Effect of cooking on nutrient composition and anticancer indoles of the marine whelk Dicathais orbita – Can it be another high-value seafood product?
Nongmaithem, BD, Mouatt, P, Eichinger, Y, Savins, D & Benkendorff, K 2018, 'Effect of cooking on nutrient composition and anticancer indoles of the marine whelk Dicathais orbita – Can it be another high-value seafood product?', Food Chemistry, vol. 266, pp. 38-46.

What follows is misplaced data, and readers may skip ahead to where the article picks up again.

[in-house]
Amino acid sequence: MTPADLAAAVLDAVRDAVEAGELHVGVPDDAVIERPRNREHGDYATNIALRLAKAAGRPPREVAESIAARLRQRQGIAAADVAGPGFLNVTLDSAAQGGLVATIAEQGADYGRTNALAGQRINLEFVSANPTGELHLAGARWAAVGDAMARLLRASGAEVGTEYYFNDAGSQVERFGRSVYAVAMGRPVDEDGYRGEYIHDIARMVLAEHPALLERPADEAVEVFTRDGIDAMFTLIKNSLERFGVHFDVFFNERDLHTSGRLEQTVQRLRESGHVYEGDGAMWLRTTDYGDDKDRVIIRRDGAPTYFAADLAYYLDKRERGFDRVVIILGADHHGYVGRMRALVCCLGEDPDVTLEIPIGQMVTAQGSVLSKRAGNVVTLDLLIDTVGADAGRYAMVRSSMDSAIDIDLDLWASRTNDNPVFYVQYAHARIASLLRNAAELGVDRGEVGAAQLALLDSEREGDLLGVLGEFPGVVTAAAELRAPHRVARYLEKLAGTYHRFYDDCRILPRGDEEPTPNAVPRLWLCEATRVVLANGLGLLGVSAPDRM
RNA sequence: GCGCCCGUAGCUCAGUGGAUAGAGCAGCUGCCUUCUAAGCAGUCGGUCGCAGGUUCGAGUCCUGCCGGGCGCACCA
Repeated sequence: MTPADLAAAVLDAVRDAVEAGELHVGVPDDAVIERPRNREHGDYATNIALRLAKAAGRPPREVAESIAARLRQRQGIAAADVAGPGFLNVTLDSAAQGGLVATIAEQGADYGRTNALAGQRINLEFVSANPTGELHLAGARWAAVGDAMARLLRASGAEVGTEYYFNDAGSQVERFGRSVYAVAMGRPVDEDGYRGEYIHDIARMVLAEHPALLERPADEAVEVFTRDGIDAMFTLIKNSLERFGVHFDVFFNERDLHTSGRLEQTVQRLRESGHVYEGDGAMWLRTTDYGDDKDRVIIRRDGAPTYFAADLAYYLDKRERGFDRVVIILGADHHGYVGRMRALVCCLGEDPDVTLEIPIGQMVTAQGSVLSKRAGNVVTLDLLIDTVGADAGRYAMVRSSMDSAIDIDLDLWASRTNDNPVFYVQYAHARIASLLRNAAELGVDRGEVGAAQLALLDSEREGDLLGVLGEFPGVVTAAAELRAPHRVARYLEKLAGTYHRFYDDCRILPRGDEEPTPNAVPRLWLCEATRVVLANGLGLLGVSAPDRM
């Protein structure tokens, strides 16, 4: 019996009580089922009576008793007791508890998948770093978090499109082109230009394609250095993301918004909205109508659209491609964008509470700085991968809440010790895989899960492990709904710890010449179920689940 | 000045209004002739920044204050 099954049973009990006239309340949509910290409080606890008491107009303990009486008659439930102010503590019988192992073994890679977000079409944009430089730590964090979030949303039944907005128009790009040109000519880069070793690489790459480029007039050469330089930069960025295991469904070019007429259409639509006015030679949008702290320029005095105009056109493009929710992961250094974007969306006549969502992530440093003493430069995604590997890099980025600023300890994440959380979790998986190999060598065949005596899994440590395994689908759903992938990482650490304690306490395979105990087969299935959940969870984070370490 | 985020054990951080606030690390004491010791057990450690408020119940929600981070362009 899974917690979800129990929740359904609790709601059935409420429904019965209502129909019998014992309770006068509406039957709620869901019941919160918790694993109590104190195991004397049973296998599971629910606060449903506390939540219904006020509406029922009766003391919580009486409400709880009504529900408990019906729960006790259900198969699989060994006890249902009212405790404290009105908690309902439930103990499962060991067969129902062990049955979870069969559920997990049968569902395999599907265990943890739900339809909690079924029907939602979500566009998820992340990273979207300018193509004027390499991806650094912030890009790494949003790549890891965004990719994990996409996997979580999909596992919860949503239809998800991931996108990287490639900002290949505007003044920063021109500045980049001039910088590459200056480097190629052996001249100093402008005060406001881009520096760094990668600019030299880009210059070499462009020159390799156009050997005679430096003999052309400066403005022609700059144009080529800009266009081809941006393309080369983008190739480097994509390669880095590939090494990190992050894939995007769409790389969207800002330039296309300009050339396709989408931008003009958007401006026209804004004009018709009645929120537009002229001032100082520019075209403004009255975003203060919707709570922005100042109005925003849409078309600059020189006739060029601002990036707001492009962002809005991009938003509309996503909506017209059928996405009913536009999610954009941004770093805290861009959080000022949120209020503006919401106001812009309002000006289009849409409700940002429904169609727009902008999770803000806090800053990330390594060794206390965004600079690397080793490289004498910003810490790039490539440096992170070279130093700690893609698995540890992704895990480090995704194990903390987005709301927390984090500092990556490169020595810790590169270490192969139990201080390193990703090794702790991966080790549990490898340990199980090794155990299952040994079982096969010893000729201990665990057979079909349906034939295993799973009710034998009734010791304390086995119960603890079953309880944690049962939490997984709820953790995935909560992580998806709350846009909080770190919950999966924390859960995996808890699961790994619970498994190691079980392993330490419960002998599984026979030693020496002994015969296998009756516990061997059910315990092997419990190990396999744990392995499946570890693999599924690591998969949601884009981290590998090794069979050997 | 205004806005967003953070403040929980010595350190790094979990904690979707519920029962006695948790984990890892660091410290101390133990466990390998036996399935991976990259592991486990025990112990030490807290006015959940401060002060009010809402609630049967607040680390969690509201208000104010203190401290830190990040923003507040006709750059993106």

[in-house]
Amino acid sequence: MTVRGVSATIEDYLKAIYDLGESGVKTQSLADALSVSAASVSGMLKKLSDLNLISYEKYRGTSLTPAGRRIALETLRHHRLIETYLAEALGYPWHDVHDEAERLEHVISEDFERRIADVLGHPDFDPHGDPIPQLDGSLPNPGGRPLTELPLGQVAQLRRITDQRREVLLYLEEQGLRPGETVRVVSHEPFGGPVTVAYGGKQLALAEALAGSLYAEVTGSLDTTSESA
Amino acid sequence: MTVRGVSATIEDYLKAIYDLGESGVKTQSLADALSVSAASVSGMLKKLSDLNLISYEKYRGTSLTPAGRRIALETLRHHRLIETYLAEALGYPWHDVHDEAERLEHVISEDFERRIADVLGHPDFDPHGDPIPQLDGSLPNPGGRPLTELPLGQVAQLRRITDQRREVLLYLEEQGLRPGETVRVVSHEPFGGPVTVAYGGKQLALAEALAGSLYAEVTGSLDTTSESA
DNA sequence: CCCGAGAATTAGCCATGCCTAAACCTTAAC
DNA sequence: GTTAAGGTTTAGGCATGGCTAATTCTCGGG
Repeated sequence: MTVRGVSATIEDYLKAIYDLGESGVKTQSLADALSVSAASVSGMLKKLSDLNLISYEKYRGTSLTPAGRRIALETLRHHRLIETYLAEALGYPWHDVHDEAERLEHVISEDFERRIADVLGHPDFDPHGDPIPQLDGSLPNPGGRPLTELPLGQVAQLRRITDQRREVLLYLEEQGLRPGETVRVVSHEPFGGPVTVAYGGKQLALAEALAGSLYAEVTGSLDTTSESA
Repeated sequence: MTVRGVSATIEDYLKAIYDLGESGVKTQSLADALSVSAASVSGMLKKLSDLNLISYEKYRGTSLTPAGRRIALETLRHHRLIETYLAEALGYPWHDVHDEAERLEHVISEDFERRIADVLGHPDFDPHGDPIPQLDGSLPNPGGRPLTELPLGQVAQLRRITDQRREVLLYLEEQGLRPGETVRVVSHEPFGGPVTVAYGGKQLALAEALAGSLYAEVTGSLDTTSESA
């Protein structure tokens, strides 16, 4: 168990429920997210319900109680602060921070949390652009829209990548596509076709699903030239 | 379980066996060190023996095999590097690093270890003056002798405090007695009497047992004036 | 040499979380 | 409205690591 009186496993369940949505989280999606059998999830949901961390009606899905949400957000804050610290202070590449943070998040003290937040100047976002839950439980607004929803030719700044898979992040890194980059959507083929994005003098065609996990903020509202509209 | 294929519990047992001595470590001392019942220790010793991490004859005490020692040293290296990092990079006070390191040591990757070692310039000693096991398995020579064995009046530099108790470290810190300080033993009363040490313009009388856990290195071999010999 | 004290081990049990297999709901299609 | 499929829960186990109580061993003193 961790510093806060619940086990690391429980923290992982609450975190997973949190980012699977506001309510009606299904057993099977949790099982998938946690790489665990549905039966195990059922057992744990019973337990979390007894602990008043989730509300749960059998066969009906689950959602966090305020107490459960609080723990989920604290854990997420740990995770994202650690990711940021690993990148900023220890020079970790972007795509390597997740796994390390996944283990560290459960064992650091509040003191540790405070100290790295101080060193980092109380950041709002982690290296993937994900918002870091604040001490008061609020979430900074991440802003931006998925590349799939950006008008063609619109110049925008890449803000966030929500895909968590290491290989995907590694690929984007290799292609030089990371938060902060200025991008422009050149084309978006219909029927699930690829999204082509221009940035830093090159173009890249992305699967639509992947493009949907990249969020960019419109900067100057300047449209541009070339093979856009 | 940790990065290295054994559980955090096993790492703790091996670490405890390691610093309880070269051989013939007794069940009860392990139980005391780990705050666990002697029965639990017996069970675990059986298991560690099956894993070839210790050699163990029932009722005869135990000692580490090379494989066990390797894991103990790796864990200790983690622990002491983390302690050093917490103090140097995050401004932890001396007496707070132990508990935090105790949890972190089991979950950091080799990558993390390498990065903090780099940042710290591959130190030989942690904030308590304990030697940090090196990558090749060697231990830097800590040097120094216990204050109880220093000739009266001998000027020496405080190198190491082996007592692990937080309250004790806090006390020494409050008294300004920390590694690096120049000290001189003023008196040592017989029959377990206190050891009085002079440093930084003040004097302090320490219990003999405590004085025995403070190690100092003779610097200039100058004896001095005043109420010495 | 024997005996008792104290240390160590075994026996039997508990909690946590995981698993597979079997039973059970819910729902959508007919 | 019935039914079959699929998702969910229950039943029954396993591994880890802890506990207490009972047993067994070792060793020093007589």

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The Australian marine mollusc Dicathais orbita has been identified as a functional food with potential for use in the prevention of colon cancer. This study investigated the effect of cooking on the biochemical profile of the edible flesh and extracts containing anticancer brominated indoles. The whelk flesh was high in protein (>75 mg/100 mg dry weight) and there was a significant increase in protein and amino acids after cooking, associated with a loss of moisture and lipids. The flesh also has a high proportion of polyunsaturated fatty acids (>49%), with omega-3:omega-6 around 1. The flesh contains unusually high levels of Docosapentaenoic acid and over 1000 mg/100 g serve of Eicosapentaenoic acid and Docosahexaenoic acid. Cooking resulted in a quantitative decrease in the bioactive compounds, however the main anticancer compound 6-bromoisatin can be retained after boiling. This provides evidence that cooking does not negatively impact the functional food properties of these muricids whelks.